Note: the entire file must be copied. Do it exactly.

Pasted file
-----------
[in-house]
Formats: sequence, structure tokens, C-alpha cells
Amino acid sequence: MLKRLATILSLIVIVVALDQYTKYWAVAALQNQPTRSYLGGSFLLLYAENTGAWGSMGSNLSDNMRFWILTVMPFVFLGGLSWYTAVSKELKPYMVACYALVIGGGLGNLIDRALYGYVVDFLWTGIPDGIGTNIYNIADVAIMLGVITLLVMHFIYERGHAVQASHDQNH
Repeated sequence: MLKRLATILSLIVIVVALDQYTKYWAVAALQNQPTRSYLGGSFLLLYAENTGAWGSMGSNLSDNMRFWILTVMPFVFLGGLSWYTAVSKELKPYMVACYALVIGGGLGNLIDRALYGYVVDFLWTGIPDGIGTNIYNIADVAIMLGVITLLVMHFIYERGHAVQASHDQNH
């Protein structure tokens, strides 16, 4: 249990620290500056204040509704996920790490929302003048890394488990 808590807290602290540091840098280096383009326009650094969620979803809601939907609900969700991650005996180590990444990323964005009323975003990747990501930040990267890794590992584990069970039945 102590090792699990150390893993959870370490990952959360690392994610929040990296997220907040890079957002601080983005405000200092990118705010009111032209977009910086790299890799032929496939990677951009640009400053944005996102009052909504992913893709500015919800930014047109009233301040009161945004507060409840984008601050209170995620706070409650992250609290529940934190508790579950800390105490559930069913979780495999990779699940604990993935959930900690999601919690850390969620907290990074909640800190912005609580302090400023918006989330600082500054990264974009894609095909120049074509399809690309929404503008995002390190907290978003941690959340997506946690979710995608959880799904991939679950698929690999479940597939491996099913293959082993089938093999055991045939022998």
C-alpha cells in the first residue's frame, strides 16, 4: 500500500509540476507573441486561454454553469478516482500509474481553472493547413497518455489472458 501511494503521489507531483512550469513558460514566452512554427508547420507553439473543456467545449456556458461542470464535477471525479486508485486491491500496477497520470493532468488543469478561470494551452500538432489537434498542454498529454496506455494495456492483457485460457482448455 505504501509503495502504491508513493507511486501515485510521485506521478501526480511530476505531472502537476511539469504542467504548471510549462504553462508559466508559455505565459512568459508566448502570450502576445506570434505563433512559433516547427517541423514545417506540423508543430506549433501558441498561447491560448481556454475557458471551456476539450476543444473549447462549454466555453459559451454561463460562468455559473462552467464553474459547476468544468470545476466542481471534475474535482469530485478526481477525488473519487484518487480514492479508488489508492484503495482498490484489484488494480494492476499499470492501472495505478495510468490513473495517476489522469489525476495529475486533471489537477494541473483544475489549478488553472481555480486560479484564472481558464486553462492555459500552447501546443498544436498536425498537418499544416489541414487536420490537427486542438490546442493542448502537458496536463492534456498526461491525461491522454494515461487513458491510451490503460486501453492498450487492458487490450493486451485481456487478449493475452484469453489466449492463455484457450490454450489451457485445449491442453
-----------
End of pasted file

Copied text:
[in-house]
Formats: sequence, structure tokens, C-alpha cells
Amino acid sequence: MLKRLATILSLIVIVVALDQYTKYWAVAALQNQPTRSYLGGSFLLLYAENTGAWGSMGSNLSDNMRFWILTVMPFVFLGGLSWYTAVSKELKPYMVACYALVIGGGLGNLIDRALYGYVVDFLWTGIPDGIGTNIYNIADVAIMLGVITLLVMHFIYERGHAVQASHDQNH
Repeated sequence: MLKRLATILSLIVIVVALDQYTKYWAVAALQNQPTRSYLGGSFLLLYAENTGAWGSMGSNLSDNMRFWILTVMPFVFLGGLSWYTAVSKELKPYMVACYALVIGGGLGNLIDRALYGYVVDFLWTGIPDGIGTNIYNIADVAIMLGVITLLVMHFIYERGHAVQASHDQNH
């Protein structure tokens, strides 16, 4: 249990620290500056204040509704996920790490929302003048890394488990 808590807290602290540091840098280096383009326009650094969620979803809601939907609900969700991650005996180590990444990323964005009323975003990747990501930040990267890794590992584990069970039945 102590090792699990150390893993959870370490990952959360690392994610929040990296997220907040890079957002601080983005405000200092990118705010009111032209977009910086790299890799032929496939990677951009640009400053944005996102009052909504992913893709500015919800930014047109009233301040009161945004507060409840984008601050209170995620706070409650992250609290529940934190508790579950800390105490559930069913979780495999990779699940604990993935959930900690999601919690850390969620907290990074909640800190912005609580302090400023918006989330600082500054990264974009894609095909120049074509399809690309929404503008995002390190907290978003941690959340997506946690979710995608959880799904991939679950698929690999479940597939491996099913293959082993089938093999055991045939022998």
C-alpha cells in the first residue's frame, strides 16, 4: 500500500509540476507573441486561454454553469478516482500509474481553472493547413497518455489472458 501511494503521489507531483512550469513558460514566452512554427508547420507553439473543456467545449456556458461542470464535477471525479486508485486491491500496477497520470493532468488543469478561470494551452500538432489537434498542454498529454496506455494495456492483457485460457482448455 505504501509503495502504491508513493507511486501515485510521485506521478501526480511530476505531472502537476511539469504542467504548471510549462504553462508559466508559455505565459512568459508566448502570450502576445506570434505563433512559433516547427517541423514545417506540423508543430506549433501558441498561447491560448481556454475557458471551456476539450476543444473549447462549454466555453459559451454561463460562468455559473462552467464553474459547476468544468470545476466542481471534475474535482469530485478526481477525488473519487484518487480514492479508488489508492484503495482498490484489484488494480494492476499499470492501472495505478495510468490513473495517476489522469489525476495529475486533471489537477494541473483544475489549478488553472481555480486560479484564472481558464486553462492555459500552447501546443498544436498536425498537418499544416489541414487536420490537427486542438490546442493542448502537458496536463492534456498526461491525461491522454494515461487513458491510451490503460486501453492498450487492458487490450493486451485481456487478449493475452484469453489466449492463455484457450490454450489451457485445449491442453